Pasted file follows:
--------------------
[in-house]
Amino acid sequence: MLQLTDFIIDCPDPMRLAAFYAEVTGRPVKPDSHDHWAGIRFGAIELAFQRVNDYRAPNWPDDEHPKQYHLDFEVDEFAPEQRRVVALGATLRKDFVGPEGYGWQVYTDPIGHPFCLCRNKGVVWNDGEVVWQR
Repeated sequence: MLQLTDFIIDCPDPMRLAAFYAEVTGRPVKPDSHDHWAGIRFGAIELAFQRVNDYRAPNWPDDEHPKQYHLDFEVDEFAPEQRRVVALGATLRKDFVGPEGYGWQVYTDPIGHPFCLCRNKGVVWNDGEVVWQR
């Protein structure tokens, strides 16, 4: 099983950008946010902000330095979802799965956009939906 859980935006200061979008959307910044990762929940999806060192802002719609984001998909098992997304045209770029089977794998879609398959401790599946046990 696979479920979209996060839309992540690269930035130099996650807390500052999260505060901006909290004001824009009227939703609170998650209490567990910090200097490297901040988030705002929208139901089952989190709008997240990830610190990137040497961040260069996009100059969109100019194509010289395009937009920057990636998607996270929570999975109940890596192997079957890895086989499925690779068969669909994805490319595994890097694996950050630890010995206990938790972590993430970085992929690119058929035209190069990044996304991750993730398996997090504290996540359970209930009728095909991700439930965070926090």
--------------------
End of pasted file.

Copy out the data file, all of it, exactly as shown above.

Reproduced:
[in-house]
Amino acid sequence: MLQLTDFIIDCPDPMRLAAFYAEVTGRPVKPDSHDHWAGIRFGAIELAFQRVNDYRAPNWPDDEHPKQYHLDFEVDEFAPEQRRVVALGATLRKDFVGPEGYGWQVYTDPIGHPFCLCRNKGVVWNDGEVVWQR
Repeated sequence: MLQLTDFIIDCPDPMRLAAFYAEVTGRPVKPDSHDHWAGIRFGAIELAFQRVNDYRAPNWPDDEHPKQYHLDFEVDEFAPEQRRVVALGATLRKDFVGPEGYGWQVYTDPIGHPFCLCRNKGVVWNDGEVVWQR
């Protein structure tokens, strides 16, 4: 099983950008946010902000330095979802799965956009939906 859980935006200061979008959307910044990762929940999806060192802002719609984001998909098992997304045209770029089977794998879609398959401790599946046990 696979479920979209996060839309992540690269930035130099996650807390500052999260505060901006909290004001824009009227939703609170998650209490567990910090200097490297901040988030705002929208139901089952989190709008997240990830610190990137040497961040260069996009100059969109100019194509010289395009937009920057990636998607996270929570999975109940890596192997079957890895086989499925690779068969669909994805490319595994890097694996950050630890010995206990938790972590993430970085992929690119058929035209190069990044996304991750993730398996997090504290996540359970209930009728095909991700439930965070926090």